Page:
Future Reflections Spring/Summer 2003
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Her Culinary Vision
by Kitty Crider
Reprinted from the Austin American Statesman, April 24, 2002.
Editor's Note: One of the first things I learned about blindness some 25 years ago, was that it is no barrier to competency in the kitchen. Over the years I've had the pleasure of sampling the culinary products of some outstanding blind cooks; fresh home-baked bread from the kitchen of the Braille Monitor editor, Barbara Pierce; creamy pumpkin soup, created and prepared by caterer and chef, Marie Cobb; heavenly pound cake prepared from scratch by nutritionist Lynn Bailiff; and juicy, tender steaks grilled by NFB President, Dr. Marc Maurer. The author of this article does not have my advantage, so sometimes she gets a little carried away in her amazement that a blind woman can safely navigate the hazards of a commercial kitchen. Despite that, I think the following article will give parents who have been reluctant to let their blind kids into the kitchen a little “food for thought.” This article will also whet the appetite for the next course (oops, I mean article)—“Cooking Madness”—a reprint of a classic written by Carol Castellano. But first, here is Ms. Crider's description of how one blind woman manages in the kitchen as she learns the finer points of the culinary arts in cooking school:
It's fascinating to watch Juliana Cumbo's hands as she cooks. She flattens a ball of pie dough with her fingers on the shiny stainless steel kitchen countertop at a local chefs' school and reaches for a rolling pin. Using sure strokes, she rolls one direction, then another, lifting the dough and turning it about ninety degrees—a pastry chef's trick to assure symmetry. With her nimble fingers—nails clipped short and unpolished—she touches the dough more than most, but delicately. She fits it into the waiting pie pan and starts on the apples for the filling.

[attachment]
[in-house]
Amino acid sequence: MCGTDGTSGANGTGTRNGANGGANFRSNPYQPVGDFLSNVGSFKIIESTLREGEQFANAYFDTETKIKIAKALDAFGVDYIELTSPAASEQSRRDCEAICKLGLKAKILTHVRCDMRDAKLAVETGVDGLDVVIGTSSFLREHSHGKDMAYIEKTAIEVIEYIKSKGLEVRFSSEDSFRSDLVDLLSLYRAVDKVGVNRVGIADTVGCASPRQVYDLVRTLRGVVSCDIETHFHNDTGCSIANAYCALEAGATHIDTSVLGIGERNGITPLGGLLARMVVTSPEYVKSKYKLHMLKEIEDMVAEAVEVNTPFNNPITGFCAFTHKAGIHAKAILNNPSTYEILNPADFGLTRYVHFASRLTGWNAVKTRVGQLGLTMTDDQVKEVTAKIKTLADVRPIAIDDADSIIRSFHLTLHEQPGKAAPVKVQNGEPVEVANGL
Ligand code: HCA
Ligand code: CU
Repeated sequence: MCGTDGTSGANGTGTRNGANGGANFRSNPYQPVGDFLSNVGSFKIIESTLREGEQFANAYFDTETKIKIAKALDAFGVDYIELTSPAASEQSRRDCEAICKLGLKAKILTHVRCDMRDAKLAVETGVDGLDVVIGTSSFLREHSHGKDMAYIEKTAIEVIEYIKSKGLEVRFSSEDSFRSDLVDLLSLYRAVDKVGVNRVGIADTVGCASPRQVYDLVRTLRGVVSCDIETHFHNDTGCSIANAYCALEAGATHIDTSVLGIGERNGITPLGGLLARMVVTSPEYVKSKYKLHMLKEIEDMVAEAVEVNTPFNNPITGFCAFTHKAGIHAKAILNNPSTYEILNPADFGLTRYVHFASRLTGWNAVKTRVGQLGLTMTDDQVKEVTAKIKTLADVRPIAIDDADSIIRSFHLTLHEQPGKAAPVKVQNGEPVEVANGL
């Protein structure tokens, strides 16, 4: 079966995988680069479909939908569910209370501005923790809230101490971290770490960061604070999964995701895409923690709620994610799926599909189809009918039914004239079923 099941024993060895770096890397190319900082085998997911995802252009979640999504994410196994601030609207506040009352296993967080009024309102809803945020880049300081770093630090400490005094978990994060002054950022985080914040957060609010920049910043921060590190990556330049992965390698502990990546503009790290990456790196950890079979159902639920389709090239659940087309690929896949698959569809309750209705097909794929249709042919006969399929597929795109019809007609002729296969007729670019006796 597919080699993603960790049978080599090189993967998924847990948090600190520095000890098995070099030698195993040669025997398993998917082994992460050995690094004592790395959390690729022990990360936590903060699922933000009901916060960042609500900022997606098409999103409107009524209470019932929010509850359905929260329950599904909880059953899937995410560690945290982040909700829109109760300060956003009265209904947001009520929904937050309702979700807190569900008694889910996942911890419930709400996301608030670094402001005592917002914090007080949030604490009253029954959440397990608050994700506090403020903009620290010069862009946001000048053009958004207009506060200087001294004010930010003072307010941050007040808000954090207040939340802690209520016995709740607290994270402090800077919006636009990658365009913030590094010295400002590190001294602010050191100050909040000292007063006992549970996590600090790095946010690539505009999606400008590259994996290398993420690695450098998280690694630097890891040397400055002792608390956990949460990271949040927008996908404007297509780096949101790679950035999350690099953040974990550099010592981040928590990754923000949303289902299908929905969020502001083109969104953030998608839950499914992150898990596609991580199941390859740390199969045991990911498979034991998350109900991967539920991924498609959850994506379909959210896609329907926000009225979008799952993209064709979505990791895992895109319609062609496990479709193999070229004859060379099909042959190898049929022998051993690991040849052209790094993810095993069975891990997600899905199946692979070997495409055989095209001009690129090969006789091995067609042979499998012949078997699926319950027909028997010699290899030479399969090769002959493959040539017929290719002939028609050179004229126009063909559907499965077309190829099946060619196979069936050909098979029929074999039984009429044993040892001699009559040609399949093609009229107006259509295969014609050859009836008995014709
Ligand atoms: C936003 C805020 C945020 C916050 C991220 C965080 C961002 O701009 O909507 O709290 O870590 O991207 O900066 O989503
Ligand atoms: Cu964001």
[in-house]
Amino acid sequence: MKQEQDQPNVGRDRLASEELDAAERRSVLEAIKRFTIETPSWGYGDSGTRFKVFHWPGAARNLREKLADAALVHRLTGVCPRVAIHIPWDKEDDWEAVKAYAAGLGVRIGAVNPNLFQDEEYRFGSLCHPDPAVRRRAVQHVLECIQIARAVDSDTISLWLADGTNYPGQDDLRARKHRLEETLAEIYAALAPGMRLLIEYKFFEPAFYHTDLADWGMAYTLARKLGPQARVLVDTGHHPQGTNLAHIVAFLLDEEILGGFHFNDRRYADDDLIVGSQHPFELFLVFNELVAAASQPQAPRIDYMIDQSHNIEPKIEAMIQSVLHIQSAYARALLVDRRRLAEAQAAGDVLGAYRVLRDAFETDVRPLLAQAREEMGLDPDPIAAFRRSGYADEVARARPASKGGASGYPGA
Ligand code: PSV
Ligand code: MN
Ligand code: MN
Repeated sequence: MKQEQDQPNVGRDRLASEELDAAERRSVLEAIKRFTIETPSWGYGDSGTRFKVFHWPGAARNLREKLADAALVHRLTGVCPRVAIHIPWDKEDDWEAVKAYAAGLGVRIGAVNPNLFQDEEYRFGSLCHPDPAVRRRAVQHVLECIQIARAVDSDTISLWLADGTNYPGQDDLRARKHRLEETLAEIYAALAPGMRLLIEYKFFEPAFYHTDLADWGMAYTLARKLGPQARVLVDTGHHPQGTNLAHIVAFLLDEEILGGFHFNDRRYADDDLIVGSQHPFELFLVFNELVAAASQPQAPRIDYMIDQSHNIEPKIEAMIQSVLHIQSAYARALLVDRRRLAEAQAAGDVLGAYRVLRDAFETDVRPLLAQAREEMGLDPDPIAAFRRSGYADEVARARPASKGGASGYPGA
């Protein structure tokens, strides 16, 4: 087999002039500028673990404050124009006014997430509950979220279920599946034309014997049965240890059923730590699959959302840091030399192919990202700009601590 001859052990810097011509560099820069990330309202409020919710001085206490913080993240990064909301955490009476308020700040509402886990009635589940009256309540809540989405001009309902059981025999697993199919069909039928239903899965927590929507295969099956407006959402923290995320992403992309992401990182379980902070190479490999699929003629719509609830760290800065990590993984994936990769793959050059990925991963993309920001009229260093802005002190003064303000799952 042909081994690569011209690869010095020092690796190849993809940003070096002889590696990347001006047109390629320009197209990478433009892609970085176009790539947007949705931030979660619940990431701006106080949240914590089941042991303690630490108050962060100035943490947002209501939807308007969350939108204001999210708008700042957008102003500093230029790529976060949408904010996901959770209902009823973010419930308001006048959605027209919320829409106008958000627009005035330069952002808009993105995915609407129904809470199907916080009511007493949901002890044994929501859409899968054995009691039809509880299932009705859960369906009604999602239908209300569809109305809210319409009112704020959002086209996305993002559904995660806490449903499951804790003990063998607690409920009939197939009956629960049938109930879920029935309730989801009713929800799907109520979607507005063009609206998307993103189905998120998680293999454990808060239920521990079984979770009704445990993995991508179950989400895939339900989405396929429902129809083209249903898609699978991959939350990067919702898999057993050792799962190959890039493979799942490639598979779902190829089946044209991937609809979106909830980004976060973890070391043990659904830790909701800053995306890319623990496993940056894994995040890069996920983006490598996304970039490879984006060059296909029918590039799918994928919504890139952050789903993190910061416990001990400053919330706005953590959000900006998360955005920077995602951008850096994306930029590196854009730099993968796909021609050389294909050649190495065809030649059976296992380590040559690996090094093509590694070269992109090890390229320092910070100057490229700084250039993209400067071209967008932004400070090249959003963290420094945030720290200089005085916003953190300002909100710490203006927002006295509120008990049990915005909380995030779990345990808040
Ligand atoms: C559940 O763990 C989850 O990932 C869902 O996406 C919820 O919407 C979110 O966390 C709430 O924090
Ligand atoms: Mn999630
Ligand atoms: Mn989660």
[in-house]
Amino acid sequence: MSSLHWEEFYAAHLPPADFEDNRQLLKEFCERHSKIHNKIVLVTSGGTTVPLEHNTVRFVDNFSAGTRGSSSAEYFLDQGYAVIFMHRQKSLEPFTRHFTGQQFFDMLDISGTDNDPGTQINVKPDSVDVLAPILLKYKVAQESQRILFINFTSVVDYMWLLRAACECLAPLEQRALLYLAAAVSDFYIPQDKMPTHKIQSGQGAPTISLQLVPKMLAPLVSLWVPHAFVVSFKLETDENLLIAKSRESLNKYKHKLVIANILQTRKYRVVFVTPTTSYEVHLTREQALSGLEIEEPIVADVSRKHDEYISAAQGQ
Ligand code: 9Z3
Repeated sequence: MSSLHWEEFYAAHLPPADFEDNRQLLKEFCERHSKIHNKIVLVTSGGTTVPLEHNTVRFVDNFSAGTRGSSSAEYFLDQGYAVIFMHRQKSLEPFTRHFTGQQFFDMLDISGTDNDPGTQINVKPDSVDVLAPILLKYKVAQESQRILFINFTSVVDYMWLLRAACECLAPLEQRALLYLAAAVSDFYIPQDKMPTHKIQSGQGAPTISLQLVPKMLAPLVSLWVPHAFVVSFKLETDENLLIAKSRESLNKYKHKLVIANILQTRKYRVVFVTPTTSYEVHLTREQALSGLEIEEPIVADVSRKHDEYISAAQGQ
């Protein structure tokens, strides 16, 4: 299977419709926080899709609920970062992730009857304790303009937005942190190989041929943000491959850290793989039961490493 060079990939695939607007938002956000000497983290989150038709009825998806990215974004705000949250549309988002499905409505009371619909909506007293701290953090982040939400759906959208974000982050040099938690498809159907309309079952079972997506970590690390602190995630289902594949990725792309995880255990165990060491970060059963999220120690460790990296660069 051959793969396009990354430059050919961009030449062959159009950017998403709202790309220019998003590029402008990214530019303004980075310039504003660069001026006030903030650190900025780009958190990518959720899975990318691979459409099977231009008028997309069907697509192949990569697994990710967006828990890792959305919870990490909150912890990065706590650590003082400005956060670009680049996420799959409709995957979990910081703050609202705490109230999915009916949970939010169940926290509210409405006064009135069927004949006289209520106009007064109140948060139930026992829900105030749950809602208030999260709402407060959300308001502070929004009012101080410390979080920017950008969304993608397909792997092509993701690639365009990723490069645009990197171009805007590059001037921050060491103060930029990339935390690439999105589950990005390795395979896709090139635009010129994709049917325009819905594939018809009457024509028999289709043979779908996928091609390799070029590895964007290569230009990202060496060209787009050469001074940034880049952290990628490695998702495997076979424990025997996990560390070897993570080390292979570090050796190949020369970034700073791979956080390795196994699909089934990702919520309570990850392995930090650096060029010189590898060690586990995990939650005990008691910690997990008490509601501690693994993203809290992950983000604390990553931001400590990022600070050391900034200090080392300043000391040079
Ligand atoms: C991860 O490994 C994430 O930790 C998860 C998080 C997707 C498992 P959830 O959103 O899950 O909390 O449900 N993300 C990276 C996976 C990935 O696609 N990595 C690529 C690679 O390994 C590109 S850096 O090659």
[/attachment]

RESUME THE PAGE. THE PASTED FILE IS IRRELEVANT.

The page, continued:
With a huge chef's knife, she cuts the apples into halves, then quarters and cores them. Placing the apples face down on the cutting board, she slices with sure, steady cuts, moving her fingers back carefully each time to avoid injury. She's not the fastest or flashiest of the aspiring chefs in the kitchen, but she is smart and one of the most dedicated.
“Where's the cinnamon?” she asks a colleague as she tosses the apples into a stainless steel bowl. “On the supply rack at the back of the room, second shelf, second jar from the left,” answers the class instructor. Slowly but deliberately, the student in a white coat walks to the shelf and retrieves the spices. With a measuring spoon, she scoops the correct amount, levels it off and adds it to the filling. She consults her stained recipe and continues with the pie.
“Juliana, freeze!” shouts a fellow student, coming through with a hot dish.
She remains motionless until the danger has passed. Commercial kitchens are fraught with peril: slippery spills on the floor, hot ovens, steam, knives, bubbling oil, fellow cooks darting abruptly in fast-paced momentum. It's a threatening environment for a veteran, let alone a novice. Especially someone who is blind.
Unlike most aspiring chefs, Cumbo, twenty-five, cannot see a pot boiling over, a soaring flame or a pointed knife. Yet she cooks confidently. Outside the kitchen door, her harnessed guide dog Xylo, a golden retriever, waits patiently while his curly brown-haired owner cooks.